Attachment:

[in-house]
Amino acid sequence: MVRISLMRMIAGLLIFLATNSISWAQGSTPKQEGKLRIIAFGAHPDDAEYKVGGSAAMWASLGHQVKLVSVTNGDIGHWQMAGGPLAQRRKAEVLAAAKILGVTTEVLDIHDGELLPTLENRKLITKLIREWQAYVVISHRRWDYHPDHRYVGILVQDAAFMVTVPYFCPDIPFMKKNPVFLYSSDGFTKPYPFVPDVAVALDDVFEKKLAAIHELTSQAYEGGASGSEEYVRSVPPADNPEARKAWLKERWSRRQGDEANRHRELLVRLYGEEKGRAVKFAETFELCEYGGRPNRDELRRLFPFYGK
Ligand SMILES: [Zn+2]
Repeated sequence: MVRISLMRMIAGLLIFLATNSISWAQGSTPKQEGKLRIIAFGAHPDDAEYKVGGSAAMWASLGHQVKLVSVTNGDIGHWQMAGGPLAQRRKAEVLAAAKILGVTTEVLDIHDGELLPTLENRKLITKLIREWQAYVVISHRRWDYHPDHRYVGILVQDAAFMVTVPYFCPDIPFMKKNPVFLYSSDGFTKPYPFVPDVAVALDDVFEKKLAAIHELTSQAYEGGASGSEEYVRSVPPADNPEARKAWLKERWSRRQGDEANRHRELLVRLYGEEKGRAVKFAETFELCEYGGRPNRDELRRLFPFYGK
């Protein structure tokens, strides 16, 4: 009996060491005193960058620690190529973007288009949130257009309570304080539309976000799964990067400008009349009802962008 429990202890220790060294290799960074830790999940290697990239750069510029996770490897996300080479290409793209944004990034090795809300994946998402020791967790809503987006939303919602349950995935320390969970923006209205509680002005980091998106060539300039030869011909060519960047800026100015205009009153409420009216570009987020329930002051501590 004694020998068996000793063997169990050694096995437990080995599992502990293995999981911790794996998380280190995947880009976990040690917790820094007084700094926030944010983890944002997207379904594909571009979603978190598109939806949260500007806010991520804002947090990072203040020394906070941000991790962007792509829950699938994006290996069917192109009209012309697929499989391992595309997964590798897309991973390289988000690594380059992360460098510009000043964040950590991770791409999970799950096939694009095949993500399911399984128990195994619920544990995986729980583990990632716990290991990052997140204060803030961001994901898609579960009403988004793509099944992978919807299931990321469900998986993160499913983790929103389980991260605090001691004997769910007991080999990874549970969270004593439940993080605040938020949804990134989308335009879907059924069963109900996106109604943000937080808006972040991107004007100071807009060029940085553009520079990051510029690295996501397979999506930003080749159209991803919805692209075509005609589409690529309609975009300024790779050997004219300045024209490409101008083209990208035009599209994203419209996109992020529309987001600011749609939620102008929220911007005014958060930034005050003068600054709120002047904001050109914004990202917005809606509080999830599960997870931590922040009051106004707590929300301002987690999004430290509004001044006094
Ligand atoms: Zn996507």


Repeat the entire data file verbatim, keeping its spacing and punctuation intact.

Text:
[in-house]
Amino acid sequence: MVRISLMRMIAGLLIFLATNSISWAQGSTPKQEGKLRIIAFGAHPDDAEYKVGGSAAMWASLGHQVKLVSVTNGDIGHWQMAGGPLAQRRKAEVLAAAKILGVTTEVLDIHDGELLPTLENRKLITKLIREWQAYVVISHRRWDYHPDHRYVGILVQDAAFMVTVPYFCPDIPFMKKNPVFLYSSDGFTKPYPFVPDVAVALDDVFEKKLAAIHELTSQAYEGGASGSEEYVRSVPPADNPEARKAWLKERWSRRQGDEANRHRELLVRLYGEEKGRAVKFAETFELCEYGGRPNRDELRRLFPFYGK
Ligand SMILES: [Zn+2]
Repeated sequence: MVRISLMRMIAGLLIFLATNSISWAQGSTPKQEGKLRIIAFGAHPDDAEYKVGGSAAMWASLGHQVKLVSVTNGDIGHWQMAGGPLAQRRKAEVLAAAKILGVTTEVLDIHDGELLPTLENRKLITKLIREWQAYVVISHRRWDYHPDHRYVGILVQDAAFMVTVPYFCPDIPFMKKNPVFLYSSDGFTKPYPFVPDVAVALDDVFEKKLAAIHELTSQAYEGGASGSEEYVRSVPPADNPEARKAWLKERWSRRQGDEANRHRELLVRLYGEEKGRAVKFAETFELCEYGGRPNRDELRRLFPFYGK
């Protein structure tokens, strides 16, 4: 009996060491005193960058620690190529973007288009949130257009309570304080539309976000799964990067400008009349009802962008 429990202890220790060294290799960074830790999940290697990239750069510029996770490897996300080479290409793209944004990034090795809300994946998402020791967790809503987006939303919602349950995935320390969970923006209205509680002005980091998106060539300039030869011909060519960047800026100015205009009153409420009216570009987020329930002051501590 004694020998068996000793063997169990050694096995437990080995599992502990293995999981911790794996998380280190995947880009976990040690917790820094007084700094926030944010983890944002997207379904594909571009979603978190598109939806949260500007806010991520804002947090990072203040020394906070941000991790962007792509829950699938994006290996069917192109009209012309697929499989391992595309997964590798897309991973390289988000690594380059992360460098510009000043964040950590991770791409999970799950096939694009095949993500399911399984128990195994619920544990995986729980583990990632716990290991990052997140204060803030961001994901898609579960009403988004793509099944992978919807299931990321469900998986993160499913983790929103389980991260605090001691004997769910007991080999990874549970969270004593439940993080605040938020949804990134989308335009879907059924069963109900996106109604943000937080808006972040991107004007100071807009060029940085553009520079990051510029690295996501397979999506930003080749159209991803919805692209075509005609589409690529309609975009300024790779050997004219300045024209490409101008083209990208035009599209994203419209996109992020529309987001600011749609939620102008929220911007005014958060930034005050003068600054709120002047904001050109914004990202917005809606509080999830599960997870931590922040009051106004707590929300301002987690999004430290509004001044006094
Ligand atoms: Zn996507």